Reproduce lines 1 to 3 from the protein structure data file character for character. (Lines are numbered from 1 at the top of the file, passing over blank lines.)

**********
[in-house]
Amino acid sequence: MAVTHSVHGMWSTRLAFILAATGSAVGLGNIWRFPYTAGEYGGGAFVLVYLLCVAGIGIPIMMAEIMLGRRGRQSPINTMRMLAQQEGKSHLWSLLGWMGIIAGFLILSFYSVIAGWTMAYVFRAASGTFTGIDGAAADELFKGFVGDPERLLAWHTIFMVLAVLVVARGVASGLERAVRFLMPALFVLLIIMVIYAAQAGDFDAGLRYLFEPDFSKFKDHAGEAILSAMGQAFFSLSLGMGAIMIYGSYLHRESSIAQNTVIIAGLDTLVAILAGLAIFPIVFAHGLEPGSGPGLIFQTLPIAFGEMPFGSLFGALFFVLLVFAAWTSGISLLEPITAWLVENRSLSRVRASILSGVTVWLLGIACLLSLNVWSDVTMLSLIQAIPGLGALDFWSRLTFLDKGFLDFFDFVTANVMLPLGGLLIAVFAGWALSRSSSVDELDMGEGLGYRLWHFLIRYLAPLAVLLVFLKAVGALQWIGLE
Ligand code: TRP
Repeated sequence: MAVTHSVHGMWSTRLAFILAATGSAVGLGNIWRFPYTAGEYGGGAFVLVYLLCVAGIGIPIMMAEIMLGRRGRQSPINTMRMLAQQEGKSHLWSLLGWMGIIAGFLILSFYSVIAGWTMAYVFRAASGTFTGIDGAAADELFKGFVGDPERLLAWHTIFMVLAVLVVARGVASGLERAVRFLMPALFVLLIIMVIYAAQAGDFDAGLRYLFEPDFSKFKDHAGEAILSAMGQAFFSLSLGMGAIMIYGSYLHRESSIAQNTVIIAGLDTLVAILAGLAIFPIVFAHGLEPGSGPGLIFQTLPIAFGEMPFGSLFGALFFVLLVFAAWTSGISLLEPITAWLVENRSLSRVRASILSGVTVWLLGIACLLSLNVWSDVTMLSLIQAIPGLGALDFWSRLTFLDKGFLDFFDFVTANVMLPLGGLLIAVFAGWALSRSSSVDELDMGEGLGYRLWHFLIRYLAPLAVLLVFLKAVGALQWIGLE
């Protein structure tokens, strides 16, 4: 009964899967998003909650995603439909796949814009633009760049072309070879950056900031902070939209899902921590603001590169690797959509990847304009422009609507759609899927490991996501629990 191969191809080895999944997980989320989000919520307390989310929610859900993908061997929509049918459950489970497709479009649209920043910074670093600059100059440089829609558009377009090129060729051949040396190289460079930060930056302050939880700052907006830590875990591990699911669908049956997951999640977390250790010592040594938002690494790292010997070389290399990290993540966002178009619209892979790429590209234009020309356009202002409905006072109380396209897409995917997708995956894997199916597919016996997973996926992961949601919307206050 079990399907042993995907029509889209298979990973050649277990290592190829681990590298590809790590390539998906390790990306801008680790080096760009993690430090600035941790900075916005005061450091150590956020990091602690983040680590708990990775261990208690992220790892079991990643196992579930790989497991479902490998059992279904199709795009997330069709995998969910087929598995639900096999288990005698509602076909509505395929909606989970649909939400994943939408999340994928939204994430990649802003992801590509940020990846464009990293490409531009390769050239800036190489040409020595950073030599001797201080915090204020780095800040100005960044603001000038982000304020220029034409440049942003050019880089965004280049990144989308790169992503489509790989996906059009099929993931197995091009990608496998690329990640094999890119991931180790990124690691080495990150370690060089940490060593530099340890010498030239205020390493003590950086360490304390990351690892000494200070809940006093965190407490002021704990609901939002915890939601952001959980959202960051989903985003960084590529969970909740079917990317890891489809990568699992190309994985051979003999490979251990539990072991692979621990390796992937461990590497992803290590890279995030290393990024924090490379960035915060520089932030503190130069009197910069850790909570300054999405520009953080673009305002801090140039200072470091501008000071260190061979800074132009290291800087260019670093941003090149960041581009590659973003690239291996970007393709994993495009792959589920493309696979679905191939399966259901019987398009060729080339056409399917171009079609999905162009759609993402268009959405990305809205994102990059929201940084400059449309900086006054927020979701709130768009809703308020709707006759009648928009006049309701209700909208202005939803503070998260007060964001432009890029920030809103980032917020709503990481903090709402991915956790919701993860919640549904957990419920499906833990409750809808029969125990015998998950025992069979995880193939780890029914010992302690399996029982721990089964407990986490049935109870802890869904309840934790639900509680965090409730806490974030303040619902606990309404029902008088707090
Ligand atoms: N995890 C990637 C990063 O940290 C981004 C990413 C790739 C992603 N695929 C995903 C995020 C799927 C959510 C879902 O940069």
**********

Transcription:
[in-house]
Amino acid sequence: MAVTHSVHGMWSTRLAFILAATGSAVGLGNIWRFPYTAGEYGGGAFVLVYLLCVAGIGIPIMMAEIMLGRRGRQSPINTMRMLAQQEGKSHLWSLLGWMGIIAGFLILSFYSVIAGWTMAYVFRAASGTFTGIDGAAADELFKGFVGDPERLLAWHTIFMVLAVLVVARGVASGLERAVRFLMPALFVLLIIMVIYAAQAGDFDAGLRYLFEPDFSKFKDHAGEAILSAMGQAFFSLSLGMGAIMIYGSYLHRESSIAQNTVIIAGLDTLVAILAGLAIFPIVFAHGLEPGSGPGLIFQTLPIAFGEMPFGSLFGALFFVLLVFAAWTSGISLLEPITAWLVENRSLSRVRASILSGVTVWLLGIACLLSLNVWSDVTMLSLIQAIPGLGALDFWSRLTFLDKGFLDFFDFVTANVMLPLGGLLIAVFAGWALSRSSSVDELDMGEGLGYRLWHFLIRYLAPLAVLLVFLKAVGALQWIGLE
Ligand code: TRP